As my role title strongly suggests, I have a particular perspective on the question of the utility of a “what works” approach in widening participation. Since taking this role, I have had the chance to collaborate with colleagues across higher education, but I have also encountered concerns about “what works” in widening participation among some practitioners and researchers, such as this Wonkhe post by Julian Crockford and this article by Neil Harrison and Colin McCaig.
I do not recognise the image of a researcher that emerges from these critiques: a person running around doing half-baked experiments, indifferent to the everything except whether an asterisk appears beside the ‘treatment’ bar on the bar chart. That’s not what I do, nor what my team does nor, as far as I know, is it the way that any of the What Works Centres approach the challenges they’re tasked with investigating.
To care about “what works” is also to care about how, why and for whom
One worry many researchers express about randomised controlled trials (RCTs) – the research method most strongly associated with the “what works” approach – is that they are a “black box” into which inputs disappear and out of which outcomes emerge with no explanation. This might be true of a very basic, poorly-designed RCT, but it is not an immutable feature of the method.
A good RCT is led by a hypothesis, informed by theory and primary or secondary – often qualitative – research. With a sufficient sample size, a more sophisticated design, or sequential trials, RCTs can tell you a great deal about what why and how something works, and provide a rich set of opportunities for qualitative research. Parallel and follow-up qualitative research can give us deep insight on how students are experiencing our interventions.
For instance, Ben Castleman, at the University of Virginia, and Lindsay Page, at the University of Pittsburgh, published the results of an RCT conducted in 2012 which examined the effectiveness of text messaging and peer-to-peer support in preventing “summer melt”, where students who accept a place at university fail to take it up. They found that both interventions increased matriculation rates, but they also explored the dynamics of how, and for whom, including the impact of access to other college support and engagement from parents, and the appeal of interacting with advisors compared to peers.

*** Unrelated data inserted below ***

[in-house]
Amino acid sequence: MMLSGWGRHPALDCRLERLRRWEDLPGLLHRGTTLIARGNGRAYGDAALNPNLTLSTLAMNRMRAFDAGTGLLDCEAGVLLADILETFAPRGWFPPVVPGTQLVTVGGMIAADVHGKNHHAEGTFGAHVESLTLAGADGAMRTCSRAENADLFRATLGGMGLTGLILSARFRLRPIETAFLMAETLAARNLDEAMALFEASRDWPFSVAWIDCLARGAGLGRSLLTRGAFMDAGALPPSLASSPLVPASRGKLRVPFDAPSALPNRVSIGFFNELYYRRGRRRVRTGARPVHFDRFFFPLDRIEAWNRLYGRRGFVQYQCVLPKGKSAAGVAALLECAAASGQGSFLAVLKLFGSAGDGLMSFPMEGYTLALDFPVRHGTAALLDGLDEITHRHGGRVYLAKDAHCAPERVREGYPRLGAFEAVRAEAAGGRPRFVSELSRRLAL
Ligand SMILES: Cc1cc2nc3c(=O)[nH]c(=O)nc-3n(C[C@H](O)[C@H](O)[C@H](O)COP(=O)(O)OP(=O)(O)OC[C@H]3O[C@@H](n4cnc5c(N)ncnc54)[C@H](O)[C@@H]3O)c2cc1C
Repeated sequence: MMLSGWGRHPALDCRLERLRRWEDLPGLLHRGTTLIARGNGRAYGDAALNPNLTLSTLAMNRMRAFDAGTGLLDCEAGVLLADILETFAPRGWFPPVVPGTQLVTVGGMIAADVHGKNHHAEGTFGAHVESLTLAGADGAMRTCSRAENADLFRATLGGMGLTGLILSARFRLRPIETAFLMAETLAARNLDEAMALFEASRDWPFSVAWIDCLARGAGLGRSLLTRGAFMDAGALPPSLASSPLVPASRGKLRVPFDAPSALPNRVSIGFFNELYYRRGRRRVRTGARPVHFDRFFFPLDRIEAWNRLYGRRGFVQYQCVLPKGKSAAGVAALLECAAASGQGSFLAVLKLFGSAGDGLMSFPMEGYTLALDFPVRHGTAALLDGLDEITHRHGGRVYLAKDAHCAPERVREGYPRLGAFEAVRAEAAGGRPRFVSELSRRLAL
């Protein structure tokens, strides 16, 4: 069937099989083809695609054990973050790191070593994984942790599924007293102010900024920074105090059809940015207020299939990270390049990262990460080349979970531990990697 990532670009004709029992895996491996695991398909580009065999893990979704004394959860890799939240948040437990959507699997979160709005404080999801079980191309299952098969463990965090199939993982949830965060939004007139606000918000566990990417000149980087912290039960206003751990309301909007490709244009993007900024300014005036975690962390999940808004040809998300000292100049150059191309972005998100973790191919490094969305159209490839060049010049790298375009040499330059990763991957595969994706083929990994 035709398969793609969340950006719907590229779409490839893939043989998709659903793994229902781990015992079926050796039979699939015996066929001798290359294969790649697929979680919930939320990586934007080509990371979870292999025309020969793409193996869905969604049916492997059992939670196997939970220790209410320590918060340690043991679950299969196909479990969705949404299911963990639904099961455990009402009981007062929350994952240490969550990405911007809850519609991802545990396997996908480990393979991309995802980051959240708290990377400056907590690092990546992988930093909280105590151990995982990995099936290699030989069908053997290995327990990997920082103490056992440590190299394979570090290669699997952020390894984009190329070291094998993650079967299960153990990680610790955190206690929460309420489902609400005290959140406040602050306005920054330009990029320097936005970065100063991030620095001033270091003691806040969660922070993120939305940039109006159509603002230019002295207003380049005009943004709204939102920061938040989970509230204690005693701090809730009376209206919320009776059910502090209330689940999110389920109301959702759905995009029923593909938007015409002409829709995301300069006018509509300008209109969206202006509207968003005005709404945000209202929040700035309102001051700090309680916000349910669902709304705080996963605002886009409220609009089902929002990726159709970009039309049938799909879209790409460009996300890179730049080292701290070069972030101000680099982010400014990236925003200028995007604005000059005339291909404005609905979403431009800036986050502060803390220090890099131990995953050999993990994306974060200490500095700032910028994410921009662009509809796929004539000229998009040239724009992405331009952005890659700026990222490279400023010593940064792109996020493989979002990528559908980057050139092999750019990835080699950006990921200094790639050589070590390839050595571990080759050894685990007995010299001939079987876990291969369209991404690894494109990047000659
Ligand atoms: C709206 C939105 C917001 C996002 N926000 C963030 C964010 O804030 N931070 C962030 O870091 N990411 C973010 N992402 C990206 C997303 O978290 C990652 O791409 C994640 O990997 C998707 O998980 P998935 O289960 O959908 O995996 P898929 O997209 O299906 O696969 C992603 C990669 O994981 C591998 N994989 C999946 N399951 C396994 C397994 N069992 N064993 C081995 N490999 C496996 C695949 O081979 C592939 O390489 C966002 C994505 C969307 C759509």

In a similar vein, authors from J-PAL and IPA, which between them conduct most of anti-poverty RCTs in the world, have recently written about the importance of understanding the mechanism of action of an RCT when thinking about whether it can be generalised. This requires a theory-led approach and careful empirical design.
Knowing what works feels pretty hollow if you don’t know why, how and for whom. Most “what works” proponents are sophisticated enough researchers to have noticed this.
In practice “what works” is about the best research method for the question
I’ve watched the work of the Education Endowment Foundation (EEF) for several years, and I think the path the foundation has charted for the “what works” approach in education is a pragmatic, mixed-methods approach that far better encapsulates “what works” than the idea of a black box.
Every EEF project has a theory of change, which is worked through with the project and evaluation teams. Investigators also need to have some proof of concept that indicates that the intervention might work, before the EEF will fund it. Lastly, the EEF directs considerable investment towards process evaluations, which seek to provide the why and how, including the fundamental question: did teachers think this was something they would want to do in their classroom?